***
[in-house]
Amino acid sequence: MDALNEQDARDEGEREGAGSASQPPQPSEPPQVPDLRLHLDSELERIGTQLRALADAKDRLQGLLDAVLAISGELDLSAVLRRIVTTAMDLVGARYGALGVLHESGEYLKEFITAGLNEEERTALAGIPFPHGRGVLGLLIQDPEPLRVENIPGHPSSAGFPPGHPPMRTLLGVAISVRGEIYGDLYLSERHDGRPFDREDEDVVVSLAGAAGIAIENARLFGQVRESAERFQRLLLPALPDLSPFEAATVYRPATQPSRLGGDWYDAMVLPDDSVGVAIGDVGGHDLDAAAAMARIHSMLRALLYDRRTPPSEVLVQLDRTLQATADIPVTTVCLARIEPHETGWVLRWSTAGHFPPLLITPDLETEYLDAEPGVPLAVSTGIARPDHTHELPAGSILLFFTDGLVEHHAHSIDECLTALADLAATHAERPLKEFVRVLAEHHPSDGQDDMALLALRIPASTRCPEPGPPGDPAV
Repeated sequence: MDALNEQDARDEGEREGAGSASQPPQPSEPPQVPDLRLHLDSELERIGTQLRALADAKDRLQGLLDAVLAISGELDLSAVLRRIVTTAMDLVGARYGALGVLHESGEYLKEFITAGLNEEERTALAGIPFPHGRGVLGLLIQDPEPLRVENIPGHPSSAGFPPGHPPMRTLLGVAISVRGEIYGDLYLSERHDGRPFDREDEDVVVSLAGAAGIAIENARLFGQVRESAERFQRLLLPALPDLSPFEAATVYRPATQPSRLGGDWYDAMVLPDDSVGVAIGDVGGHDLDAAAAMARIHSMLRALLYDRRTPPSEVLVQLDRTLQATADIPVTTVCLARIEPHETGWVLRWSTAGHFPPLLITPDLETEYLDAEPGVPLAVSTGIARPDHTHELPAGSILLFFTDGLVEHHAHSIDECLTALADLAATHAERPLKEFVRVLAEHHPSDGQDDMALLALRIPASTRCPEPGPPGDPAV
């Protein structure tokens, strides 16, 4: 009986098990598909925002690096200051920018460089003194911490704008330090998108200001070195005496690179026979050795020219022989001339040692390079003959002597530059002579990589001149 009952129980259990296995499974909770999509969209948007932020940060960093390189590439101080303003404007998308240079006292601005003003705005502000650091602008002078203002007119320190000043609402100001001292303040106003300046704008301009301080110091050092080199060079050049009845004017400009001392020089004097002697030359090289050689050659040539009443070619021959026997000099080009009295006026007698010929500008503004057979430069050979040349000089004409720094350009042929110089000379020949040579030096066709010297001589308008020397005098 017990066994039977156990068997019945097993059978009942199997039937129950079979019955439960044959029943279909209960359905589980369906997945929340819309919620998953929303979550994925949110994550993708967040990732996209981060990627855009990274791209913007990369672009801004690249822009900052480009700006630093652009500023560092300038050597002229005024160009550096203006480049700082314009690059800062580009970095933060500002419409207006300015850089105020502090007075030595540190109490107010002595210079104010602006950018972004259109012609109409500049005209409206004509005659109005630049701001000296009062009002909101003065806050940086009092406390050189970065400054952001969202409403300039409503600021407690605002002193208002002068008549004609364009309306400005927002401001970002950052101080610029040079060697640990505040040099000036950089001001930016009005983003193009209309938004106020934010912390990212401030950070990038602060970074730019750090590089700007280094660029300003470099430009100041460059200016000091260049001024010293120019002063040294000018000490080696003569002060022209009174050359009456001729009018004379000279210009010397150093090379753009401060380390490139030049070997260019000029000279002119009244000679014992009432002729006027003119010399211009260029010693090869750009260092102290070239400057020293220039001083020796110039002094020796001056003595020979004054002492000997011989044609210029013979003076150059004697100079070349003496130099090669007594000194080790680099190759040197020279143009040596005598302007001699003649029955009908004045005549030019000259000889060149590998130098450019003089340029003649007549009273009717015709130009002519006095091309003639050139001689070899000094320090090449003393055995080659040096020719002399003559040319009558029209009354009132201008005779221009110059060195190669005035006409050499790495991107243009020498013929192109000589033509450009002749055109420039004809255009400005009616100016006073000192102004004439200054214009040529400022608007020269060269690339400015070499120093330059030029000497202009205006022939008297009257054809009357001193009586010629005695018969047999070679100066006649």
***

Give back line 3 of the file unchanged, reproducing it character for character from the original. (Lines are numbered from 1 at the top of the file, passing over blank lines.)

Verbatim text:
Repeated sequence: MDALNEQDARDEGEREGAGSASQPPQPSEPPQVPDLRLHLDSELERIGTQLRALADAKDRLQGLLDAVLAISGELDLSAVLRRIVTTAMDLVGARYGALGVLHESGEYLKEFITAGLNEEERTALAGIPFPHGRGVLGLLIQDPEPLRVENIPGHPSSAGFPPGHPPMRTLLGVAISVRGEIYGDLYLSERHDGRPFDREDEDVVVSLAGAAGIAIENARLFGQVRESAERFQRLLLPALPDLSPFEAATVYRPATQPSRLGGDWYDAMVLPDDSVGVAIGDVGGHDLDAAAAMARIHSMLRALLYDRRTPPSEVLVQLDRTLQATADIPVTTVCLARIEPHETGWVLRWSTAGHFPPLLITPDLETEYLDAEPGVPLAVSTGIARPDHTHELPAGSILLFFTDGLVEHHAHSIDECLTALADLAATHAERPLKEFVRVLAEHHPSDGQDDMALLALRIPASTRCPEPGPPGDPAV